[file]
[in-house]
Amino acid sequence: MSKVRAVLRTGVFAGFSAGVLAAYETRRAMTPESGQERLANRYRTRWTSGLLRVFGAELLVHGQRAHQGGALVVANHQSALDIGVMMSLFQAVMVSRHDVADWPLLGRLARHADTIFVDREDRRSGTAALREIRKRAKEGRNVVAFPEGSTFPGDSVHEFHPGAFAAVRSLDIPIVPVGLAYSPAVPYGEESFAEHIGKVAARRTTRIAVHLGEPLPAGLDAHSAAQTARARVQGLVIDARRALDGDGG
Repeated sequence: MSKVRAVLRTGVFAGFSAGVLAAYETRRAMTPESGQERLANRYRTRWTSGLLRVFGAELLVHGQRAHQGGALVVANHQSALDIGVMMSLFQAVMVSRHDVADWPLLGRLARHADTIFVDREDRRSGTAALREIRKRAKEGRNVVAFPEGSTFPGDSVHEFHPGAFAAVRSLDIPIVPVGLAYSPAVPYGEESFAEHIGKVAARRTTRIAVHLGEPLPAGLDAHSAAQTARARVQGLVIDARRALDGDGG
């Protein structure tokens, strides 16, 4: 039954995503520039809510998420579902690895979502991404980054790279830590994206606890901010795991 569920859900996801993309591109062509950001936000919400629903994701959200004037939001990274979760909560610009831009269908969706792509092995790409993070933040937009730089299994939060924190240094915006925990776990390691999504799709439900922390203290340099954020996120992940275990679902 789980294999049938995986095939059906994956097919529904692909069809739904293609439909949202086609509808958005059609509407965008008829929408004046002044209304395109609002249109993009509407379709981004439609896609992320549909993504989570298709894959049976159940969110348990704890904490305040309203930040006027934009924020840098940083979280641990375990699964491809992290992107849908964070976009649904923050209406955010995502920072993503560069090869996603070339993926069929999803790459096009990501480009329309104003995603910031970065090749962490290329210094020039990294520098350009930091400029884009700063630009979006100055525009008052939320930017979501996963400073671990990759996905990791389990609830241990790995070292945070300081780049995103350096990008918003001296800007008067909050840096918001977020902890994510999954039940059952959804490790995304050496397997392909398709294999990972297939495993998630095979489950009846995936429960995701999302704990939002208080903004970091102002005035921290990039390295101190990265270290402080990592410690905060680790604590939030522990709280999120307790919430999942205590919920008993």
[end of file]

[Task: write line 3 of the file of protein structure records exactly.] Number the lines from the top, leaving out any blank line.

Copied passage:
Repeated sequence: MSKVRAVLRTGVFAGFSAGVLAAYETRRAMTPESGQERLANRYRTRWTSGLLRVFGAELLVHGQRAHQGGALVVANHQSALDIGVMMSLFQAVMVSRHDVADWPLLGRLARHADTIFVDREDRRSGTAALREIRKRAKEGRNVVAFPEGSTFPGDSVHEFHPGAFAAVRSLDIPIVPVGLAYSPAVPYGEESFAEHIGKVAARRTTRIAVHLGEPLPAGLDAHSAAQTARARVQGLVIDARRALDGDGG